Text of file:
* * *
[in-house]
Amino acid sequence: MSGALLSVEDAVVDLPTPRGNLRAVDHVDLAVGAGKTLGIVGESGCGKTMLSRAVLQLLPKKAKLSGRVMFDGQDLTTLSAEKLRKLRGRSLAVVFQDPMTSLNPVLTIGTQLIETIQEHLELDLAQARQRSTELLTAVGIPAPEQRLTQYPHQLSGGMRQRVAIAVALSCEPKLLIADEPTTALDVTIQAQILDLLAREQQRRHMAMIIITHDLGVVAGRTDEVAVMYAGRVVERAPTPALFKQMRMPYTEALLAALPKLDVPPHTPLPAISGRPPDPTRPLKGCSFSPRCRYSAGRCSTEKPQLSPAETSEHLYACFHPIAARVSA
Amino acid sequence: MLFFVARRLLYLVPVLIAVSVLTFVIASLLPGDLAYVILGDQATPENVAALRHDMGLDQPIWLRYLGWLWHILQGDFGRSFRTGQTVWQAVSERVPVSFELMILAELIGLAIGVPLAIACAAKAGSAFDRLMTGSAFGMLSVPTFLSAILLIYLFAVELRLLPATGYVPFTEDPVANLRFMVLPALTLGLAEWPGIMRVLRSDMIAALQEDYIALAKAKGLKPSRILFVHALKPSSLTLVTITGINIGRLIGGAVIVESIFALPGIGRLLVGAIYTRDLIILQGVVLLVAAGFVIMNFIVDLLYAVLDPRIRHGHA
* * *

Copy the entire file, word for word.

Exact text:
[in-house]
Amino acid sequence: MSGALLSVEDAVVDLPTPRGNLRAVDHVDLAVGAGKTLGIVGESGCGKTMLSRAVLQLLPKKAKLSGRVMFDGQDLTTLSAEKLRKLRGRSLAVVFQDPMTSLNPVLTIGTQLIETIQEHLELDLAQARQRSTELLTAVGIPAPEQRLTQYPHQLSGGMRQRVAIAVALSCEPKLLIADEPTTALDVTIQAQILDLLAREQQRRHMAMIIITHDLGVVAGRTDEVAVMYAGRVVERAPTPALFKQMRMPYTEALLAALPKLDVPPHTPLPAISGRPPDPTRPLKGCSFSPRCRYSAGRCSTEKPQLSPAETSEHLYACFHPIAARVSA
Amino acid sequence: MLFFVARRLLYLVPVLIAVSVLTFVIASLLPGDLAYVILGDQATPENVAALRHDMGLDQPIWLRYLGWLWHILQGDFGRSFRTGQTVWQAVSERVPVSFELMILAELIGLAIGVPLAIACAAKAGSAFDRLMTGSAFGMLSVPTFLSAILLIYLFAVELRLLPATGYVPFTEDPVANLRFMVLPALTLGLAEWPGIMRVLRSDMIAALQEDYIALAKAKGLKPSRILFVHALKPSSLTLVTITGINIGRLIGGAVIVESIFALPGIGRLLVGAIYTRDLIILQGVVLLVAAGFVIMNFIVDLLYAVLDPRIRHGHA